File under “Things that make you go ‘hmmm…. huh?'”

One of the forums that I belong to has been talking a lot about environmental issues, lately.

Unsurprisingly, the topic of “sustainability” came up.

What was surprising was a particular forum member’s response:

“The problem here is most people misunderstand the nature of the Sustainability movement. It presents itself as having modern, progressive solutions to current problems. Nothing could be further from the truth. . . it’s highly decentralized and is a smokescreen for a hidden agenda. . . It’s agenda is to turn the clock back to the early 1900’s in terms of how people lived, again not what it really was but how they think it should have been as some sort of Malthusian utopia.”

I’ll spare you the rest of his diatribe. In summary: He goes on explain that there is a core group of people who are controlling this movement, and that they are against any technologies that “provide material abundance.”

I was flabbergasted. So I dashed off this quick response:

Hmm, interesting.

I’d not seen so much vitriol around the word “sustainability” until relatively recently. I wonder what has suddenly given a number of people the idea that “sustainability” is a smoke-screen for something sinister?

Is it the hullabaloo around nuclear power since the fukushima incident? Are people suddenly all reading Michael Crichton’s State of Fear ( Which is as long and drawn out a straw man argument as I’ve ever seen)

For what it’s worth, I just started a blog with the purpose of helping people develop successful and sustainable lifestyles in today’s world. It’s about personal, community, and environmental improvement.

You’ll never see me advocate going back to an idealized 1900s world. That’s not possible–and to hope for it is delusion.

Are there a few deluded but loud voices out there arguing for that? Sure.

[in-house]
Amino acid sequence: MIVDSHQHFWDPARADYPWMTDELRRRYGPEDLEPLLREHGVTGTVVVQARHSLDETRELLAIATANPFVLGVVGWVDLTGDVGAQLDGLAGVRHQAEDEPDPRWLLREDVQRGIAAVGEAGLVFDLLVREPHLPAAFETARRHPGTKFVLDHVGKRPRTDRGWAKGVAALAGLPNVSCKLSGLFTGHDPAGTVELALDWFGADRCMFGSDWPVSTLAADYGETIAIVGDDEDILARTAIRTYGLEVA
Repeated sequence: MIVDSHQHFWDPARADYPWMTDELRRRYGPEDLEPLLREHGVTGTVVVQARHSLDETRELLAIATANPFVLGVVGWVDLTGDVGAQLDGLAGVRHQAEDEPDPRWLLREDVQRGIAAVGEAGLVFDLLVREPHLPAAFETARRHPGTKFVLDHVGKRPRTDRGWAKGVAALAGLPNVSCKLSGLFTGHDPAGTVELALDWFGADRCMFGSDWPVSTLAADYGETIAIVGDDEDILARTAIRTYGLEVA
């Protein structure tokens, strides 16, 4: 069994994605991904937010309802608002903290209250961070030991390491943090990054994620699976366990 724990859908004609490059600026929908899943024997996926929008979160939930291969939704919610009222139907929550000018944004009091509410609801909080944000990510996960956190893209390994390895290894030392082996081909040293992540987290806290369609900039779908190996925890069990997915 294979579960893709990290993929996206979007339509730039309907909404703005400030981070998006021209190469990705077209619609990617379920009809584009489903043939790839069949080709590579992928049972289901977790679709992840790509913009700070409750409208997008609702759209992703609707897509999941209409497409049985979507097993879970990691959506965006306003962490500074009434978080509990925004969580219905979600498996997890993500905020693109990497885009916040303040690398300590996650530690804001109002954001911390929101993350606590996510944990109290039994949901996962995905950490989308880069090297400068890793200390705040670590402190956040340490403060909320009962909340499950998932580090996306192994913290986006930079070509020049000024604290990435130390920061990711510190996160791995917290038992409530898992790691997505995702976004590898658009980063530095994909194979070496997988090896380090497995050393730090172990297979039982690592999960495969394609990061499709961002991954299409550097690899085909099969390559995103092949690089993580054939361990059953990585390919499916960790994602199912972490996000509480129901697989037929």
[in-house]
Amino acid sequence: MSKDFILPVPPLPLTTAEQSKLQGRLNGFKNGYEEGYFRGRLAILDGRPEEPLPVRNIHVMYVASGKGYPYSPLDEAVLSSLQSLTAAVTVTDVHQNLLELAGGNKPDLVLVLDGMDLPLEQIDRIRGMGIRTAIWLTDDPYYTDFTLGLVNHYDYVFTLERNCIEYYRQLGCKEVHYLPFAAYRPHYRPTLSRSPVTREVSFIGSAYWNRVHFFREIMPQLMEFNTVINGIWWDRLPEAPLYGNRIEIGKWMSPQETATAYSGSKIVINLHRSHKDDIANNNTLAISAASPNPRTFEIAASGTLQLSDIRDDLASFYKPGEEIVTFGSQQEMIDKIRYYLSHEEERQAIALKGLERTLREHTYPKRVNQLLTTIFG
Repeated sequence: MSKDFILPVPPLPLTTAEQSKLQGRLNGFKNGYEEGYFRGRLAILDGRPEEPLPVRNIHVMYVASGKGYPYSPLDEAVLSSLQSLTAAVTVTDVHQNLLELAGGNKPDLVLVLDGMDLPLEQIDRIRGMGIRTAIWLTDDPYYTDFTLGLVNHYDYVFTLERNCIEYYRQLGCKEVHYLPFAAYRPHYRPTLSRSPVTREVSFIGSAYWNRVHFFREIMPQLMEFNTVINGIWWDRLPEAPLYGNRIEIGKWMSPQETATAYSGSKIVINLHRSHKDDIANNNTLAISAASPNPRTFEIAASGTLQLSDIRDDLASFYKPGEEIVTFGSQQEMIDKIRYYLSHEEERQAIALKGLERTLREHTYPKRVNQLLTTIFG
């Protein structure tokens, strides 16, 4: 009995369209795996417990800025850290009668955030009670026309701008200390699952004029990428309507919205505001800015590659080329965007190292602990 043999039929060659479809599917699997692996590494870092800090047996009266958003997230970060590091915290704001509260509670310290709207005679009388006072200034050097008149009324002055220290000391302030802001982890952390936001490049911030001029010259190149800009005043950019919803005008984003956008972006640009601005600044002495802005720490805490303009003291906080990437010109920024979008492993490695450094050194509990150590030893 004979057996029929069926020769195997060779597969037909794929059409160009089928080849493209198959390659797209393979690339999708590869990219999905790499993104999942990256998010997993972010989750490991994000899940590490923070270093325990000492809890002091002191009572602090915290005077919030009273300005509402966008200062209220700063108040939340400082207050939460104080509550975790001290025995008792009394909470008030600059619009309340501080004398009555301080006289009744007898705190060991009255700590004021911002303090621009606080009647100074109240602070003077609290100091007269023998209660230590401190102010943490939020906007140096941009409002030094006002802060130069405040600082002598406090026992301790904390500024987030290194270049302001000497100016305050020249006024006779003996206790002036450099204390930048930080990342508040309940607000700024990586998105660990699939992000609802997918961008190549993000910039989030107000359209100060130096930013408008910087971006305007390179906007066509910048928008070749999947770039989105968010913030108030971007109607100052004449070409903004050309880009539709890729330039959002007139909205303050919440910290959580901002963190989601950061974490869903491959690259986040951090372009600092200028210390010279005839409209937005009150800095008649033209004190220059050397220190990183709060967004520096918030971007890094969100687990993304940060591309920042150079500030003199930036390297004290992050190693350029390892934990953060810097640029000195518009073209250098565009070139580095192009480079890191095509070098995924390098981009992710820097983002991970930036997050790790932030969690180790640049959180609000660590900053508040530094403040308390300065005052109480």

Is that the majority of us who are working to create a way of living that won’t implode on itself? Absolutely not.


I should have put together a list of examples of how technology is increasing sustainability and material abundance.

I may still do that, if the conversation continues.

I’d start my list with this fabulous comic by the always-awesome The Oatmeal. (Warning: There’s some adult language at that link.)


It may read a bit like an advertisement, (the artist really likes his Model S) but it’s funny and it shows a little piece of how technology, abundance, and sustainability can go hand-in-hand-in-hand.

That’s what I call progress. That’s a real move toward sustainability, not some Luddite dream of the past.

A past which, by the way, wasn’t sustainable, either. It was still a downward spiral–just a slower one.

So forget conspiracies. And forget returning to 1900. It can’t happen.

You can’t put the genie back in the bottle. . . but you can get smart about what you ask the genie to do.

Where do you see technology going? What amazing new invention will forever alter the way we interact with the environment? Vertical farms in robotic skyscrapers that grow our food for us? Super-capacitors that replace the need for resource-intensive batteries?

Even better, what existing technologies can we use, right now? Why wait for someone to develop something amazing. What steps are available to us today? (Aside from the awesome but ridiculously expensive Model S… )


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